Every Labor Day, while many folks stalk one last laze in the shade or the season's final bake in the sun, a few Washington area neighborhoods try something more bold, celebrating their roots from dawn to dusk along with the promise of summers to come.
Yesterday, in a swelter suited to summer's traditional finale, thousands of people jammed small communities in Maryland and the District for lively feasts of parades, carnivals, arts and crafts exhibitions and concerts.
In the historic center of Greenbelt in Prince George's County, onlookers stood four deep along Crescent Road for the city's 31st annual Labor Day parade, an event appropriate to a community built in the 1930s by the largesse of Franklin Roosevelt's New Deal.
In the Montgomery County town of Kensington, a local population of about 2,000 people was dwarfed by throngs attending its 18th annual Labor Day parade, a boon to merchants, craftsmen and jewelers along Howard Avenue's famous Antique Row.
And in Anacostia Park in Southeast Washington, nearly 3,000 people rocked to the music of three gospel choirs and the "go-go" sounds of Chuck Brown and the Soul Searchers, one of the most popular bands in the District.
"I saw this as a good opportunity to bring people together on a family day," said the Rev. Willie Wilson, pastor of the Union Temple Baptist Church in Anacostia which sponsored the event. Wilson described the concert, which attracted young and old alike, as "sort of a family fling to show the kind of support and commitment that can come from people and families working together."
Greenbelt's festival was "not effortless, but since it really gives us a sense of community, it's worth it," said Sandy Smith, 40, one of many volunteers who helped with that city's Labor Day celebration.
The annual three-day festival was launched in 1954 to help pay for a local youth center. It gives Greenbelters, as some residents call themselves, a chance to boast publicly about a city whose Art Deco architecture and Depression-era housing offer a kind of refuge in a sea of high-technology parks and shopping malls.
"When we first moved here, Greenbelt was kind of a showplace, with all the landscaping manicured to the ninth inch," said Annie W. Halley, one of Greenbelt's first residents. "That's not so true today, and I kind of miss that. Greenbelt is like everything: it has progressed and changed."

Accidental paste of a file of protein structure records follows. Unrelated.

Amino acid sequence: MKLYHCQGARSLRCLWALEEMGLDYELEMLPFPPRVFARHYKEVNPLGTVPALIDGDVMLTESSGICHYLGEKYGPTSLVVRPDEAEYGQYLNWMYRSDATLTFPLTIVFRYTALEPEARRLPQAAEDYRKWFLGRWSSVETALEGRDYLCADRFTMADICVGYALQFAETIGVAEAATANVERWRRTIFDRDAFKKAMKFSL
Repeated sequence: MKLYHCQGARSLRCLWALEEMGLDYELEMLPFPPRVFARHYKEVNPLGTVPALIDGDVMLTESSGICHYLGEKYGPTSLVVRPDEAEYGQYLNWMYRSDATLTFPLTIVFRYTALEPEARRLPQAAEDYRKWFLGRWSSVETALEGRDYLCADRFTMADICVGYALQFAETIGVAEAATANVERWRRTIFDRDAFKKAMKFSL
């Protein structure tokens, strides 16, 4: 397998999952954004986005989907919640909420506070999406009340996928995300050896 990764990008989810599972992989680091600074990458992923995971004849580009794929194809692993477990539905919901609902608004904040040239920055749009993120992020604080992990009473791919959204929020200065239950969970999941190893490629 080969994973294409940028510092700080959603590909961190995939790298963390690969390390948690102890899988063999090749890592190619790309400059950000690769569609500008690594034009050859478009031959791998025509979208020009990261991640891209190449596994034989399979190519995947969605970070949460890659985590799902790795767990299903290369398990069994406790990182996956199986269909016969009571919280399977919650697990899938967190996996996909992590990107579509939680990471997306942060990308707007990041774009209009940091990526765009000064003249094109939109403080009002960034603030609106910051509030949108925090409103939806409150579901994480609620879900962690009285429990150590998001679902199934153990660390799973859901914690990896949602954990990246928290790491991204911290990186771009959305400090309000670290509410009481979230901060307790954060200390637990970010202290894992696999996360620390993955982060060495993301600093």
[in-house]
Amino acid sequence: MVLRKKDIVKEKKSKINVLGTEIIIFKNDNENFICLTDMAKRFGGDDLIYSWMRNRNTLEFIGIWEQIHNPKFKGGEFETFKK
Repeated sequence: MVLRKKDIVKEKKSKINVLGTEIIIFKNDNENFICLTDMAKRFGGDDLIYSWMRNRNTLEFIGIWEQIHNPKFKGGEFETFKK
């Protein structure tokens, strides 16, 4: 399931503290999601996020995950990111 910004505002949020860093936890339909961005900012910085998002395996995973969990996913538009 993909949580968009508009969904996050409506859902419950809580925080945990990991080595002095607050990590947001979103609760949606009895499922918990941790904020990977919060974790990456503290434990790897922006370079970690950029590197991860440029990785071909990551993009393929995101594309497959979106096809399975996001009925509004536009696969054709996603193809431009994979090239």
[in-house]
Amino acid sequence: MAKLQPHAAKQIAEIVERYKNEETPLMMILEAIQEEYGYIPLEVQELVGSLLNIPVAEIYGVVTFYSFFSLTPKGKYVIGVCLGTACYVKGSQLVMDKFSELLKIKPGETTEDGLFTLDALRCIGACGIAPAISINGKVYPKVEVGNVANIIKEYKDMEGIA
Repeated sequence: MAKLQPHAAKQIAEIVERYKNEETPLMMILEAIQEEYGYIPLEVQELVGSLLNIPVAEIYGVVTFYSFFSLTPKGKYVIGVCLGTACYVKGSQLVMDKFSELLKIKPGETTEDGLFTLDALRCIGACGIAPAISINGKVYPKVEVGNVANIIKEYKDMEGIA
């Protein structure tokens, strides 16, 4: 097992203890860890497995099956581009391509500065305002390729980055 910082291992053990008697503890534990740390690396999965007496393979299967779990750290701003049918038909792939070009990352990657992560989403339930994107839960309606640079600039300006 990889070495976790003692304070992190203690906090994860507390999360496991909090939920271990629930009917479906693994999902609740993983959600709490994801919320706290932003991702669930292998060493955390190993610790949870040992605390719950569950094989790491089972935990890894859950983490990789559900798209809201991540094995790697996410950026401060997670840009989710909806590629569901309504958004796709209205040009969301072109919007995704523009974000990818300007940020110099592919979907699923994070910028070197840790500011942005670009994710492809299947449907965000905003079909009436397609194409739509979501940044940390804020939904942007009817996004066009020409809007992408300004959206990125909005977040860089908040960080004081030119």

One thing about the parade that hasn't changed much in 31 years is the way it draws relatives and old friends together. Four generations of Halleys watched the parade yesterday from route-side seats in front of the town house where Annie and her husband Edward have lived since October 1937. And Sandy Smith's aunt, Helen Johnson of Temple Hills, sat a couple of blocks down Crescent Road in a comfortable lawn chair -- for the ninth year in a row.
"This is a homecoming for a lot of people," said Lt. James R. Craze, a 13-year veteran of the city police force. "Days like this remind me a lot of my own home town of Frostburg. It's a chance to see a very deep community spirit."
And spirits of another kind, as police found out about 3:30 a.m. yesterday when they broke up what they described as a fight in Spring Hill Lake, an apartment complex that is home to about 10,000 people, Craze said.
Five persons were arrested, most of them on assault charges, Craze added.
"Greenbelt used to be a 'country club,' very laid-back, almost farm-like," said Craze. "But we're changing now. The crime rate has gone through the roof, mostly because of nonresidents passing through. And the population seems more transient. It's not a country club anymore."
Still, Greenbelt remains the kind of place where carnival concessionaires donate 15 percent of their proceeds for next year's Labor Day festival, where neighbors reserve their loudest applause for the spit-and-polish performance of the U.S. Navy Drill Team and where a smiling mayor parades in a red convertible, saying "Hi, how ya doin'?" to as many of the assembled voters as he can. It's the kind of place that prompts Leta Mach, 38, who has lived in the city for 11 years, to count among her prized possessions a faded T-shirt that says in bold letters, "Greenbelt is great."